The Professional Bodies Climate Action Charter launched on Thursday at London Climate Action Week yesterday, with ICAEW among four professional bodies to take part in the launch event.
The launch was organised by climate change think tank E3G. CEO and founder Nick Mabey said that professions are the underlying operating system for learning for global economies, responsible for upskilling the workforce to deliver change.
“Professionals are some of the most trusted groups in society,” he said. “It's far more than corporations, government, politicians or the media in this country. They provide a voice that people trust .. people will come along with them. So I see the professions as part of building societal permission for this huge change.”
The journey to a more climate-friendly world will be difficult, with winners and losers. It is in part why the Charter was conceived, to help and encourage professionals to play a part in creating sustainable change. It’s important for people to feel some ownership of change, rather than feel like it’s happening to them, Mabey explained.
ICAEW has taken a strong position on sustainability, working to become carbon neutral and joining the Green Finance Education Charter. It was part of the small group of institutions and associations that worked on the development of the Climate Action Charter. It’s important for professional bodies to collaborate, said Richard Spencer, ICAEW’s Director, Technical Thought Leadership, to help navigate the complexity of creating a more sustainable economy and society.
“It's only by us all acting together that we can really take this forward. This is the logical next step for us.”
A single Climate Action Charter for professional bodies will help to create a common language for sustainability. “Rather than having a very abstract set of conversations, actually if they are in response to a specific issue we're trying to solve, you can find you come together more quickly because you've got a common issue. It might actually be something like this that helps us work together more collaboratively.”
Ethny Childs, Engagement and Communities Officer for the Institution of Environmental Sciences (IES), agreed that collaboration is integral to achieving the transformative change needed to deliver successful action on climate change. With COP26 coming up this year, we’re at a point where catalysing action is necessary to deliver the limits on global warming that we need, she said.
“The focus on tangible actions in the charter is a great first step for professional bodies. We have a COP26 community that steers all of our work in the run-up to COP, and the overriding message from all of our events is the need for a reduction in siloed working to really allow for collaborative, community-focused working. So I think that will be the main role of the Charter, in galvanizing coordinated, complementary action.”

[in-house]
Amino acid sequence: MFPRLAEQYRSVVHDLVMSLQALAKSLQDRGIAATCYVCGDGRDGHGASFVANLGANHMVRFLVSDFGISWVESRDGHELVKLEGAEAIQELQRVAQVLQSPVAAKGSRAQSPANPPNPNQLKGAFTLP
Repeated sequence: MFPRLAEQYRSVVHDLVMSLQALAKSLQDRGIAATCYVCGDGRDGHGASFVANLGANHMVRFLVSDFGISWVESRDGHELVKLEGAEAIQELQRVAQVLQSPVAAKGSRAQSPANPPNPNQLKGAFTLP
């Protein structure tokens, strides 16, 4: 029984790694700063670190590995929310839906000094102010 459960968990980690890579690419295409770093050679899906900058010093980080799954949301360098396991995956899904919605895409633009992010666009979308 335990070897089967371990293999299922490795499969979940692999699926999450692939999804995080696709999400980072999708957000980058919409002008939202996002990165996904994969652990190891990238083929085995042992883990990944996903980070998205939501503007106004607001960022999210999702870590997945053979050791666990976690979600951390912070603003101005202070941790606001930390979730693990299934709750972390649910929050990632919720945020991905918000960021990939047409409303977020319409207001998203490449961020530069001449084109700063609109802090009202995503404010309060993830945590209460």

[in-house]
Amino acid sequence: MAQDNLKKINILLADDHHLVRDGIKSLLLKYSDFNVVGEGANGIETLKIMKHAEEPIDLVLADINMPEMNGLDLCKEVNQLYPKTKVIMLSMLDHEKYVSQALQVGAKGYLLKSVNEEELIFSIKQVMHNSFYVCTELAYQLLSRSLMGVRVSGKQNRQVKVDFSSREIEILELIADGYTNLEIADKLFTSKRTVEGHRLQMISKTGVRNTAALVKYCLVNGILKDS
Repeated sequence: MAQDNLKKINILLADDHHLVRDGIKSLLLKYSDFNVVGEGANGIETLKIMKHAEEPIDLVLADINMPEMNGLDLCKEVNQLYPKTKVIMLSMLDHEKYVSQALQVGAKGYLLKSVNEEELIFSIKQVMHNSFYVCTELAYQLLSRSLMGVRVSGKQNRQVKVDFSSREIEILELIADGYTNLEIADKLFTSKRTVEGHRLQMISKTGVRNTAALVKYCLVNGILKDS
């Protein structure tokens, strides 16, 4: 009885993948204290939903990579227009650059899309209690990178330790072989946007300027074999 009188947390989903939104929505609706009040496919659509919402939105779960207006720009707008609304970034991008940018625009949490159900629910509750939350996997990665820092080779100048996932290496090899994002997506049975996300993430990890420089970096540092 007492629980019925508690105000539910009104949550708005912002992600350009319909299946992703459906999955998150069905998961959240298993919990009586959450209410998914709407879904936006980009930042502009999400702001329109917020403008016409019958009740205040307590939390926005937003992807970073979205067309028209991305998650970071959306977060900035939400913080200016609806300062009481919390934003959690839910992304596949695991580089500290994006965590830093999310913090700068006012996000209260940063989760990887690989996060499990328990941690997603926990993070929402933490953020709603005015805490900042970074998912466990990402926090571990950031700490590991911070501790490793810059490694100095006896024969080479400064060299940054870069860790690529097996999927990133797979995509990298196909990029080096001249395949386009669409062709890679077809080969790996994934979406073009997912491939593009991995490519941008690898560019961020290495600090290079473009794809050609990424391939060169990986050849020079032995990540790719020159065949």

At the Institution of Engineering and Technology, its membership of electrical engineers will be heavily relied upon to provide solutions and innovation, said James Rowbottom, its Sustainability and Climate Change Lead. This cannot be done alone – it requires work between all engineering bodies and disciplines and beyond. We need finance professionals, economists, policymakers and engineers etc talking together, rather than strategising in separate rooms, he said. “We won't be able to provide technology and engineering solutions without proper stakeholder engagement, and with various stakeholders really working together. Clearly, for those of us with an electrical and technology background, the future is increasingly electrical, so it's extraordinarily important for us to bring others into the conversation.”
Colin Church, CEO at the Institute of Minerals, Materials and Mining added that his members also had a huge part to play in creating a more resource-efficient society – it will either be part of the problem or part of the solution, he said. But you can’t solve it alone. “It has to be a cooperative and collaborative process. We need all of the professions to be playing not just their own role in their own silo, but also talking to other people, sharing knowledge, sharing understanding, influencing and finding joint solutions and synthesis.”
That involves getting your own house in order, said Church. ICAEW is running a campaign around the Race to Zero, that celebrates the work that members are doing. “Our job as professional bodies is to celebrate what members have done and acknowledge it. One of the big challenges with getting net zero is that it’s enormously difficult to work out what to do. Our job I think is to help navigate members through that.”
Maya Friedman, head of business engagement and sponsorship COP26 team, welcomed the launch of the Charter as a significant step towards achieving climate goals. “For COP26, we have four key goals. Mitigation, reducing emissions to keep 1.5 degrees within reach. Adaptation, to protect communities and natural habitats. Mobilising finance. The fourth one is around collaboration and working together to really accelerate action...From our perspective, this charter is a really fantastic and exciting example of exactly what we're trying to achieve under that fourth goal of collaboration. It's bringing together such a large group of organisations across multiple sectors.
“All the panellists have talked today of collaborating, supporting each other, creating this honest conversation and learning, a common understanding, and engaging the international professional networks by COP26 is really critical.”